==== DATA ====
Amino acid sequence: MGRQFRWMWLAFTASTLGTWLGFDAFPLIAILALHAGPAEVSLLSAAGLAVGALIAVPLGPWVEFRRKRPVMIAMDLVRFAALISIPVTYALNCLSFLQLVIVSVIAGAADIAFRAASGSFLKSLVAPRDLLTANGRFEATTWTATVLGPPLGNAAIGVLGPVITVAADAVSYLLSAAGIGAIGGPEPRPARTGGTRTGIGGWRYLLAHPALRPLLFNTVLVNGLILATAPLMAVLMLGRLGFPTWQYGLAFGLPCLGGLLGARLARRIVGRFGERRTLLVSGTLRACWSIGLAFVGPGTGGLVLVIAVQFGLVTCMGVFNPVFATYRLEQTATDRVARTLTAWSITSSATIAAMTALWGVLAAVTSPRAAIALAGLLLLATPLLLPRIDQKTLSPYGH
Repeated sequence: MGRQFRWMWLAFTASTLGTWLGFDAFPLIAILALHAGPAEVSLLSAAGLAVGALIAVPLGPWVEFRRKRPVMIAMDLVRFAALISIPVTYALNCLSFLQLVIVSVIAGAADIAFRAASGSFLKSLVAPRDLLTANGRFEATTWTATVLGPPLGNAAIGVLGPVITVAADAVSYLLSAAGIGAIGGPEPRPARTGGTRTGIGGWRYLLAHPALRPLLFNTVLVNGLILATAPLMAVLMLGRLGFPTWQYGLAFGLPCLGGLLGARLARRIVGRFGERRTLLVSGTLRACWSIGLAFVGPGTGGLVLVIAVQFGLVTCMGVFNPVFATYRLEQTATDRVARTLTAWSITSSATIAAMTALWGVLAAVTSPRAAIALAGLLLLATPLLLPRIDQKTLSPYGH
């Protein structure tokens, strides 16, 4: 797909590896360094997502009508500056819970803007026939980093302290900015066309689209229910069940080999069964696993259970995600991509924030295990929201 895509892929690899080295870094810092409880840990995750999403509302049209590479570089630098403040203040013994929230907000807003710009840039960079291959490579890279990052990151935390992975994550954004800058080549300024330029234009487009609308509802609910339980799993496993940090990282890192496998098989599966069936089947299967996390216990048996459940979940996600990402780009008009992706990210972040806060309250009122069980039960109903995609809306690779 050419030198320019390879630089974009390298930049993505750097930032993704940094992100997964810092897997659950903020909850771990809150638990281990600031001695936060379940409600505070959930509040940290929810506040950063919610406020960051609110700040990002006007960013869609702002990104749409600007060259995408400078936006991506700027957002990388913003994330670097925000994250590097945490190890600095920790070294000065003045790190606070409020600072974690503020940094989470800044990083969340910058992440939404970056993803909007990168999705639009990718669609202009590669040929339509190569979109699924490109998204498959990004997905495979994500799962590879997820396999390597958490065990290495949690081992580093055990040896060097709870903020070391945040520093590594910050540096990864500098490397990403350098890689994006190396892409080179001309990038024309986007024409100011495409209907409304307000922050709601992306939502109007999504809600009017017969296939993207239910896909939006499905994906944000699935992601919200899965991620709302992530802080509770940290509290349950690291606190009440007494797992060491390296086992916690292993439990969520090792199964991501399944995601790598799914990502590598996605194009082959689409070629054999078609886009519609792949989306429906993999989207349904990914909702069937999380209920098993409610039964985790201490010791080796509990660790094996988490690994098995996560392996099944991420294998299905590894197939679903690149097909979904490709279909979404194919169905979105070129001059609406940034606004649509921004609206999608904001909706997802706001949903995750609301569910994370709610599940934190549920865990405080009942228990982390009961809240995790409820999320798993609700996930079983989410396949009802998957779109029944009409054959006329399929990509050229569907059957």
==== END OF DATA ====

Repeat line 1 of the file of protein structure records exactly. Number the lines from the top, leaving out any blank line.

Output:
Amino acid sequence: MGRQFRWMWLAFTASTLGTWLGFDAFPLIAILALHAGPAEVSLLSAAGLAVGALIAVPLGPWVEFRRKRPVMIAMDLVRFAALISIPVTYALNCLSFLQLVIVSVIAGAADIAFRAASGSFLKSLVAPRDLLTANGRFEATTWTATVLGPPLGNAAIGVLGPVITVAADAVSYLLSAAGIGAIGGPEPRPARTGGTRTGIGGWRYLLAHPALRPLLFNTVLVNGLILATAPLMAVLMLGRLGFPTWQYGLAFGLPCLGGLLGARLARRIVGRFGERRTLLVSGTLRACWSIGLAFVGPGTGGLVLVIAVQFGLVTCMGVFNPVFATYRLEQTATDRVARTLTAWSITSSATIAAMTALWGVLAAVTSPRAAIALAGLLLLATPLLLPRIDQKTLSPYGH